We didn’t know which buses were going to Amman – and we weren’t able to read any of the signs written in Arabic letters, so we had to ask someone for help. People around didn’t seem to speak much English, but after mentioning “bus” and “Amman” one of them beckoned us with his hand and lead toward the right vehicle. We got on and waited for the bus to depart – which took a little while.

Riding the bus to Amman.... exciting times!
The bus was going slowly. Very slowly. People got on and off at various places along the way. Then we arrived in Amman – a big, busy city full of noise and heavy traffic. The bus driver let us out in the middle of a large intersection, pointing towards a bus parked on a far side which he said we needed to get to get to our hotel. Ryan and I stood there confused, overwhelmed by all the sounds and streams of cars rushing past us. Crossing the street to reach the bus seemed like quite a challenge!

Suddenly a yellow cab pulled over next to us and the driver spoke something in Arabic through an open window. Ryan started trying to explain to him that we wanted to get to the Razan Hotel at the 3rd Circle. The driver didn’t seem to understand anything of that, so Ryan pulled out his phone wanting to show the hotel on a map. Annoyingly, at that very moment the phone decided to restart. Arrghhh! #@%!!

We waited for a moment until the phone was operating again, after which Ryan opened the map of Amman with our hotel marked on it and showed it to the taxi driver. Unexpectedly, the driver grabbed Ryan’s phone and walked with it to the nearest shop – seemingly to ask for some instructions or guidelines. Ryan felt quite uncomfortable with a stranger walking off with his phone just like that, but the driver was back in no time, opening his car doors for us and the trunk for our bags.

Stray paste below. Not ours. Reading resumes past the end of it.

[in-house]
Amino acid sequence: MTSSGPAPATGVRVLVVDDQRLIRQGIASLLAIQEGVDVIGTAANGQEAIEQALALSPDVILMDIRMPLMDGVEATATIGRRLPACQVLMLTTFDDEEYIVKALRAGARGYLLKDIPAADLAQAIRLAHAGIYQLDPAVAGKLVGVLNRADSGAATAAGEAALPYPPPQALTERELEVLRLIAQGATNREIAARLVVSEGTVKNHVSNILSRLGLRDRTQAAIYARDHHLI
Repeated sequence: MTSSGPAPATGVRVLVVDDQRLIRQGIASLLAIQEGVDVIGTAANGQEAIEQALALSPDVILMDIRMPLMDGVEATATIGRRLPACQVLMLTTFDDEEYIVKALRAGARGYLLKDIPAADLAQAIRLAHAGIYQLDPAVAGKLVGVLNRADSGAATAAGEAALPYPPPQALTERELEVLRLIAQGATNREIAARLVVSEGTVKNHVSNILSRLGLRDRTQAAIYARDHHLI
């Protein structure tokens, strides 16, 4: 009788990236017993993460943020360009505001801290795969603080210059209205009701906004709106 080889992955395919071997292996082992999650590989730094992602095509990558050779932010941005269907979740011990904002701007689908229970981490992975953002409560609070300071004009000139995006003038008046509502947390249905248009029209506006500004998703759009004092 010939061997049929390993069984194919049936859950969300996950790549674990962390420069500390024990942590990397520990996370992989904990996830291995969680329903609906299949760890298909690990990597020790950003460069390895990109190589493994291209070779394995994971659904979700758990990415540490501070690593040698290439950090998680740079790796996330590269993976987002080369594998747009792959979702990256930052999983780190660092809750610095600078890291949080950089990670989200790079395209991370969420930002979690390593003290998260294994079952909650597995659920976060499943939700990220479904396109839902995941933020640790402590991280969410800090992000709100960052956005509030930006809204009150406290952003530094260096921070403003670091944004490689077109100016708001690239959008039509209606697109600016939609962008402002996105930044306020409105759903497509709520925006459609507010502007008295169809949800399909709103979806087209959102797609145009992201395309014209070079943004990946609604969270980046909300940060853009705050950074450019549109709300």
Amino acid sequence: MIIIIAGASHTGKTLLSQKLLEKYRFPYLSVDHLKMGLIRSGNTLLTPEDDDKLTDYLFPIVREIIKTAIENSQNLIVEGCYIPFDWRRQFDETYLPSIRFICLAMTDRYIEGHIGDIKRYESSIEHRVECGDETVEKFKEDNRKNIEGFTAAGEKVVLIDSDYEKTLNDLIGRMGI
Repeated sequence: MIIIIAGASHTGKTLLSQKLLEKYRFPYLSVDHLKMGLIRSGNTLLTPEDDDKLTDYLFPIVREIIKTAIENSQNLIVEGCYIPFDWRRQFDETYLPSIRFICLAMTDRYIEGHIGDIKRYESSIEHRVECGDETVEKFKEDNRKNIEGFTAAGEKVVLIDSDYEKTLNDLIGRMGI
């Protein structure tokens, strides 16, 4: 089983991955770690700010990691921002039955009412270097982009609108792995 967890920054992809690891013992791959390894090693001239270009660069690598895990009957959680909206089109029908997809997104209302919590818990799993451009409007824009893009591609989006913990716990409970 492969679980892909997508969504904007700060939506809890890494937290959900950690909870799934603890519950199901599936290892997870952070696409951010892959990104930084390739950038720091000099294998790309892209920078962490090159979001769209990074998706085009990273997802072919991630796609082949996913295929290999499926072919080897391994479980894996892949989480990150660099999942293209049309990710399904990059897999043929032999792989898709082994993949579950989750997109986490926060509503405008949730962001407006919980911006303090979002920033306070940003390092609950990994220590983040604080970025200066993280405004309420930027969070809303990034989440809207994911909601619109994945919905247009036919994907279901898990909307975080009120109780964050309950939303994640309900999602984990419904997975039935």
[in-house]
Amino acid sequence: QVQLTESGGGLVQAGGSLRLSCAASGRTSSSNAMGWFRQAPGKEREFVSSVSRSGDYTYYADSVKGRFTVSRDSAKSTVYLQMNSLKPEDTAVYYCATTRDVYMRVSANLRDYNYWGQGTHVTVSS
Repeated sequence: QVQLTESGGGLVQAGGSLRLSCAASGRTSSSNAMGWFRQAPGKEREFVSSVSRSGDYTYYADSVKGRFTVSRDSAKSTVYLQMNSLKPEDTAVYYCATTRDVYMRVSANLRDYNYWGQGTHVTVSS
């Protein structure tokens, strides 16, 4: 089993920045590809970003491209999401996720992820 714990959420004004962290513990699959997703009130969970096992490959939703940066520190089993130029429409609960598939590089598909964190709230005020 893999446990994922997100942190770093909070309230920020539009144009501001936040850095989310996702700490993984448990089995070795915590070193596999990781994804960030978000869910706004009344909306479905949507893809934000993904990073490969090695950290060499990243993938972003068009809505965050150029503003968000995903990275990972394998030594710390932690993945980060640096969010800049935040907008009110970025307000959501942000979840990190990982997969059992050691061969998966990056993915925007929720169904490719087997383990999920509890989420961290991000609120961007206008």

During the ride the driver tried talking to us. Most of the time he would say “No speak English, speak Arabic!” to which Ryan would reply “No speak Arabic, speak English!” At some point the driver pulled out a phone and dialed a number, passing it to Ryan. He called a friend who spoke English. The friend said “How are you? Welcome to Jordan!” and asked about our plans for the stay in the country. He tried to arrange car rides for us for the next days but Ryan politely thanked him and informed his interlocutor that everything had already been arranged for us and anyways we mainly planned to walk for the next several weeks.